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Palace: No rush to shift to stricter quarantine level

Malacañang said Monday there was no hurry for the country to shift to stricter quarantine measures amid rising COVID-19 cases, saying the country still had adequate hospital capacity to treat COVID-19 patients.

Presidential spokesman Harry Roque said there was no need to call for a stricter measure or shifting to enhanced community quarantine (ECQ) or modified enhanced community quarantine (MECQ).

“The government has performed an “excellent” job in controlling the spread of the coronavirus pandemic almost a year since a lockdown was first imposed in the country,” he said.

“Let’s say the cases increase, we’re ready to give medical attention to those who will have serious cases,” Roque added.

Roque said the country has recorded lower cases of COVID-19 infections and deaths, compared to other countries that are “more economically wealthy and (with) more developed health sectors.

The Palace official added the government’s decision to impose community quarantine in mid-March last year was “timely.” since hospitals were able to build more beds and the construction of COVID facilities.

“We were excellent. We controlled the spread of the illness especially if we are compared to richer countries with more modern hospitals,” he said.

The Philippines now ranks 30th among world nations with most COVID-19 cases at 594,412. The country also placed 65th in terms of case fatality rate at 2.1 percent. As of March 7, the country’s death toll has reached 12,516.

The country also placed 65th in terms of case fatality rate at 2.1 percent. As of March 7, the country’s death toll has reached 12,516.

Roque also attributed the government’s decision to impose community quarantine in Mid March which he said was “timely,” providing hospitals time to prepare for beds and for the construction of COVID facilities.

Economic reopening

The Philippines’ economic reopening depends on how government would do it, a doctor said Monday as she urged the public to comply with minimum health standards.

Dr. Pauline Convocar, president of the Philippine College of Emergency Medicine, said the rise in COVID-19 hospital admissions was still manageable and hopefully would not reach last year's level.

"For me, vaccination is only an added protection but we still have to follow minimum standards. Reopening is not about the when, let the numbers speak for itself. It’s not the when but the how, how we will open the economy safely,” she told ABS-CBN's Teleradyo.

Treatment czar Leopoldo Vega has confirmed hospitalization is rising in Metro Manila, Cagayan Valley, and Central Visayas but the regions' healthcare capacity was still under "moderate risk" level.

The rise in cases might be due to the country's economy reopening, the public becoming "relaxed" in observing health protocols, and the entry of new coronavirus variants, Vega said.

Rotation suspended

The Association of Philippine Medical Colleges (APMC) suspended Monday the face-to-face internship rotation of medical students in Metro Manila due to the surge of COVID-19 cases.

In an advisory, APMC President Manuel Dayrit said the suspension would remain until further notice. Learnings may proceed virtually.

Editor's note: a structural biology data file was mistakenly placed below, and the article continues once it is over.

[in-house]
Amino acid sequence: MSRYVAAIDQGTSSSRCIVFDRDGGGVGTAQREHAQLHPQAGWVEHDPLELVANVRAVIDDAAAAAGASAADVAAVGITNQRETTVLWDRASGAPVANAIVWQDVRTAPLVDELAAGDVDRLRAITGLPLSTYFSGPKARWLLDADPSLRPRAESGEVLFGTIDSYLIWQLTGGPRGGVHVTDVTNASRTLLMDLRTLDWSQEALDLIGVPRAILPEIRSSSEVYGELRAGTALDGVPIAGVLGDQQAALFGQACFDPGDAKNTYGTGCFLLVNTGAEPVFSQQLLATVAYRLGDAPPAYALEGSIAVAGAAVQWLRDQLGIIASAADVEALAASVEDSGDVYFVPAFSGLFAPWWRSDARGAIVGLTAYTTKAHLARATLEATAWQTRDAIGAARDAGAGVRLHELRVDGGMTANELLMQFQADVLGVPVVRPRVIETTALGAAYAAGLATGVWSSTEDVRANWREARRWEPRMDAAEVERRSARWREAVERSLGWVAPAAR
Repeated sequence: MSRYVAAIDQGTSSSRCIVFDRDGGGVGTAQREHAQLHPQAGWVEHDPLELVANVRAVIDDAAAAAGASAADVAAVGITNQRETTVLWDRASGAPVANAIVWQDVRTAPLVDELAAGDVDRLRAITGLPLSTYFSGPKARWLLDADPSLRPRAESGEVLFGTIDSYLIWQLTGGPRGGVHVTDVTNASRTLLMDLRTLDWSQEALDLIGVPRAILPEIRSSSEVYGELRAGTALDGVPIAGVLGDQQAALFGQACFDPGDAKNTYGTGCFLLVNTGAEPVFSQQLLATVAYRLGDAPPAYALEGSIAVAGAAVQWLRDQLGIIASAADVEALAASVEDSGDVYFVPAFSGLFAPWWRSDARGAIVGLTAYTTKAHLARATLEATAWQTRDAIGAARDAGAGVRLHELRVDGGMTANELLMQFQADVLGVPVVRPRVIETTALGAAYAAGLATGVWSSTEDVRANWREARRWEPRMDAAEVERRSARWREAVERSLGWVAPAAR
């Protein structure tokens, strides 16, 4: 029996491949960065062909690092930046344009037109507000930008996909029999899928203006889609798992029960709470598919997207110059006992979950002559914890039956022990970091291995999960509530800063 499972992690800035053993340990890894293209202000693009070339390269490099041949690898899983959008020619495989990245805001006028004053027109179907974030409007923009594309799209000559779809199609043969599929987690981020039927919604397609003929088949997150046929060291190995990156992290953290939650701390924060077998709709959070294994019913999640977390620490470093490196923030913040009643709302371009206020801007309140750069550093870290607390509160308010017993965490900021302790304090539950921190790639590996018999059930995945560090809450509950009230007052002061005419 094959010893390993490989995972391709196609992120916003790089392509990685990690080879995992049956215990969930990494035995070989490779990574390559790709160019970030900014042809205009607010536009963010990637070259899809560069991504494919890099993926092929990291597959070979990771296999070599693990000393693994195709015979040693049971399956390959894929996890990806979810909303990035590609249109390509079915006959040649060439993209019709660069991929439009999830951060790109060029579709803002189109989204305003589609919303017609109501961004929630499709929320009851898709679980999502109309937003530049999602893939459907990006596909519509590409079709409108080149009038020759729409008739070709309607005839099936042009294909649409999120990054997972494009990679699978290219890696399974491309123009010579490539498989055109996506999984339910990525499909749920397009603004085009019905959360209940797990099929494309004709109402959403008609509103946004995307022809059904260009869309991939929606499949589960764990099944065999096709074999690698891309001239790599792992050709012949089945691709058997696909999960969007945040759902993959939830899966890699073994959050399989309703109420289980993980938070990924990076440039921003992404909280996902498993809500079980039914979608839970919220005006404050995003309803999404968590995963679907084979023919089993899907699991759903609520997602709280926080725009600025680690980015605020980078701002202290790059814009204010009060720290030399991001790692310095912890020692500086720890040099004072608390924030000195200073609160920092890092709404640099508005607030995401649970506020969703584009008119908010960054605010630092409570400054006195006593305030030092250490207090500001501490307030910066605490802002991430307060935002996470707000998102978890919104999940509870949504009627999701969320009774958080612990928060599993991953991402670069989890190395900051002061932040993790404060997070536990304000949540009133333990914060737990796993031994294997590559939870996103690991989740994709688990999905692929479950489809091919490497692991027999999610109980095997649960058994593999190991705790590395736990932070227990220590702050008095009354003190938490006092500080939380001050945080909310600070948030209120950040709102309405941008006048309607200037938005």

In hospitals outside the capital region, respective directors may decide on the suspension of face-to-face rotation guided by announcements or information from government, the former health secretary said.

"Everyone is reminded to observe the Universal Pandemic Precaution on the wearing of face mask and shield, physical distancing, frequent handwashing, (and) keeping a well ventilated and routinely disinfected workplace," Dayrit said.

Hospitalization rising

Hospitalization due to COVID-19 is rising in Metro Manila, Cagayan Valley, and Central Visayas but the regions' healthcare capacity is still under "moderate risk" level, treatment czar Leopoldo Vega said.

The rise in cases might be due to the country's economy reopening, the public becoming "relaxed" in observing health protocols, and the entry of new coronavirus variants, Vega said.

The OCTA Research Team said the surge might be due to the spread of new COVID-19 variants and warned that Metro Manila could reach 3,000 new cases per day by the end of the month.

CopperMask 'not good'

Face masks with gaps such as that of the popular CopperMask appeared to be not as effective in protecting users against COVID-19, the Department of Health on Monday reiterated, as reported cases of the respiratory disease rose anew.

“We at the DOH do not recommend masks that have gaps on the sides, at the top and the bottom. We are aware that CopperMask has a slit or hole under the chin so it might not be that good of a mask for COVID-19 prevention.),” said Dr. Rodley Carza, head of the DOH’s Policy and Technology Division, during a media briefing.

Carza said DOH only swore by "masks that are properly fitted," when asked if officials could regulate influencers promoting CopperMask.

While copper-infused face masks have become popular due to its alleged antimicrobial layer, some types reportedly have an opening at the bottom of the mask or on the chin.

Sellers have branded CopperMask as giving "double protection with style." It retails from P350-400 per piece.

Topics: quarantine measures , COVID-19 , ECQ , MECQ , Pauline Convocar
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